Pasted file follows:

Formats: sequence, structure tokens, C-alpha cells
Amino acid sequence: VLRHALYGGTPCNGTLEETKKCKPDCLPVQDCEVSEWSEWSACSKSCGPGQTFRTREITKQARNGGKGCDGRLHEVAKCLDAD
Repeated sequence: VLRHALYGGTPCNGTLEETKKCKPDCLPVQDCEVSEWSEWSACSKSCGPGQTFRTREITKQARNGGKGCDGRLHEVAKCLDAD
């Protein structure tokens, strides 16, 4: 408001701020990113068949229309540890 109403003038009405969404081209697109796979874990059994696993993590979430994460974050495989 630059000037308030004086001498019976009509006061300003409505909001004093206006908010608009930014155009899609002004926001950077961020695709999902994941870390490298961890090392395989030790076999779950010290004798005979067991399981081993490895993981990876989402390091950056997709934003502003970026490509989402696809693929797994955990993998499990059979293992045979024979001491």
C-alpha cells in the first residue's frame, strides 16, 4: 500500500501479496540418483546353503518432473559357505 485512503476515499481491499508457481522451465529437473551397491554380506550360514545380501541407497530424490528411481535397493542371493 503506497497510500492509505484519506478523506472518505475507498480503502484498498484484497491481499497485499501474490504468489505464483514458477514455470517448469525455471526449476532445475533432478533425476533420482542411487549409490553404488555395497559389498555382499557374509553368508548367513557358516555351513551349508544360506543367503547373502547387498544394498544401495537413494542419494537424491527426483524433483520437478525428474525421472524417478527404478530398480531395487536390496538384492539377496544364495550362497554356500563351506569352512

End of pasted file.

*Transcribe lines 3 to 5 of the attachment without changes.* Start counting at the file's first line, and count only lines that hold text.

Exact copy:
Repeated sequence: VLRHALYGGTPCNGTLEETKKCKPDCLPVQDCEVSEWSEWSACSKSCGPGQTFRTREITKQARNGGKGCDGRLHEVAKCLDAD
């Protein structure tokens, strides 16, 4: 408001701020990113068949229309540890 109403003038009405969404081209697109796979874990059994696993993590979430994460974050495989 630059000037308030004086001498019976009509006061300003409505909001004093206006908010608009930014155009899609002004926001950077961020695709999902994941870390490298961890090392395989030790076999779950010290004798005979067991399981081993490895993981990876989402390091950056997709934003502003970026490509989402696809693929797994955990993998499990059979293992045979024979001491």
C-alpha cells in the first residue's frame, strides 16, 4: 500500500501479496540418483546353503518432473559357505 485512503476515499481491499508457481522451465529437473551397491554380506550360514545380501541407497530424490528411481535397493542371493 503506497497510500492509505484519506478523506472518505475507498480503502484498498484484497491481499497485499501474490504468489505464483514458477514455470517448469525455471526449476532445475533432478533425476533420482542411487549409490553404488555395497559389498555382499557374509553368508548367513557358516555351513551349508544360506543367503547373502547387498544394498544401495537413494542419494537424491527426483524433483520437478525428474525421472524417478527404478530398480531395487536390496538384492539377496544364495550362497554356500563351506569352512